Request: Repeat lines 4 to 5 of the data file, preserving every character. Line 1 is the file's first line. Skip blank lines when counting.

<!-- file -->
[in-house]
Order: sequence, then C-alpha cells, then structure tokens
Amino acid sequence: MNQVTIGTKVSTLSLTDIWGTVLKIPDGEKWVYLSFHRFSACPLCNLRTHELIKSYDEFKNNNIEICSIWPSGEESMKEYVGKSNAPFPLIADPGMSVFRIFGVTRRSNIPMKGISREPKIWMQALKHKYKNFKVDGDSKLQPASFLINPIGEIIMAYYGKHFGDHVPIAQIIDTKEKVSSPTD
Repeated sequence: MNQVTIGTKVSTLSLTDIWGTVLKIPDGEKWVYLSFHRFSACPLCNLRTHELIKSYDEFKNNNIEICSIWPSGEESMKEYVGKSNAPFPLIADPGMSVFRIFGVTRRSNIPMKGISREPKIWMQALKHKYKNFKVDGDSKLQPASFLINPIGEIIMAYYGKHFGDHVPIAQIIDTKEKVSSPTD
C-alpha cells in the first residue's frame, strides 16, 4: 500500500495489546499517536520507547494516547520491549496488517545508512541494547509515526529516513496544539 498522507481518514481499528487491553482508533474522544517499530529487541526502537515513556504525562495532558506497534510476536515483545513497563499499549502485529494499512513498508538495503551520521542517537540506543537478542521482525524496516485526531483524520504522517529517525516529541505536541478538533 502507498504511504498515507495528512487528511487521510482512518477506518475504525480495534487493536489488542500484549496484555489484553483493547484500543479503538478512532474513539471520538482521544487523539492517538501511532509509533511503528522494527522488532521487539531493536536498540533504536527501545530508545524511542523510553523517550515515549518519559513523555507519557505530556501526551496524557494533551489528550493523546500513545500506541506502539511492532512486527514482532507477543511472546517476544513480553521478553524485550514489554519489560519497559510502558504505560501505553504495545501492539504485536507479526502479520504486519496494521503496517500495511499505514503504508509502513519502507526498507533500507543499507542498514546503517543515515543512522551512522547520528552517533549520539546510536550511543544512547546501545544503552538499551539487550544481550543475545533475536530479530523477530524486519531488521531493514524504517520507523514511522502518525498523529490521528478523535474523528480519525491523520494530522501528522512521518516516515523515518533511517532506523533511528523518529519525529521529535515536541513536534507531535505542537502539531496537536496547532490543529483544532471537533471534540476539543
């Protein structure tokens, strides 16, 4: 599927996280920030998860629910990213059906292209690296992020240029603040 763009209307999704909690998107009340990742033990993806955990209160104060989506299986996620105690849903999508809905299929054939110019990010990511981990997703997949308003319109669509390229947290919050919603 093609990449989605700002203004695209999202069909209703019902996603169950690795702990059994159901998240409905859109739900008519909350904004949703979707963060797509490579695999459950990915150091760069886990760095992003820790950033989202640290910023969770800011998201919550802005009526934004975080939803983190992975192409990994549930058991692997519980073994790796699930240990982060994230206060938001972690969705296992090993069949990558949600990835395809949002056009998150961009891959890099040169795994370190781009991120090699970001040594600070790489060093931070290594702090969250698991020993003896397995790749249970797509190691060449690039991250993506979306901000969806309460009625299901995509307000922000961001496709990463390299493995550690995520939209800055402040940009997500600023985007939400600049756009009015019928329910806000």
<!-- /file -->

Repeated sequence: MNQVTIGTKVSTLSLTDIWGTVLKIPDGEKWVYLSFHRFSACPLCNLRTHELIKSYDEFKNNNIEICSIWPSGEESMKEYVGKSNAPFPLIADPGMSVFRIFGVTRRSNIPMKGISREPKIWMQALKHKYKNFKVDGDSKLQPASFLINPIGEIIMAYYGKHFGDHVPIAQIIDTKEKVSSPTD
C-alpha cells in the first residue's frame, strides 16, 4: 500500500495489546499517536520507547494516547520491549496488517545508512541494547509515526529516513496544539 498522507481518514481499528487491553482508533474522544517499530529487541526502537515513556504525562495532558506497534510476536515483545513497563499499549502485529494499512513498508538495503551520521542517537540506543537478542521482525524496516485526531483524520504522517529517525516529541505536541478538533 502507498504511504498515507495528512487528511487521510482512518477506518475504525480495534487493536489488542500484549496484555489484553483493547484500543479503538478512532474513539471520538482521544487523539492517538501511532509509533511503528522494527522488532521487539531493536536498540533504536527501545530508545524511542523510553523517550515515549518519559513523555507519557505530556501526551496524557494533551489528550493523546500513545500506541506502539511492532512486527514482532507477543511472546517476544513480553521478553524485550514489554519489560519497559510502558504505560501505553504495545501492539504485536507479526502479520504486519496494521503496517500495511499505514503504508509502513519502507526498507533500507543499507542498514546503517543515515543512522551512522547520528552517533549520539546510536550511543544512547546501545544503552538499551539487550544481550543475545533475536530479530523477530524486519531488521531493514524504517520507523514511522502518525498523529490521528478523535474523528480519525491523520494530522501528522512521518516516515523515518533511517532506523533511528523518529519525529521529535515536541513536534507531535505542537502539531496537536496547532490543529483544532471537533471534540476539543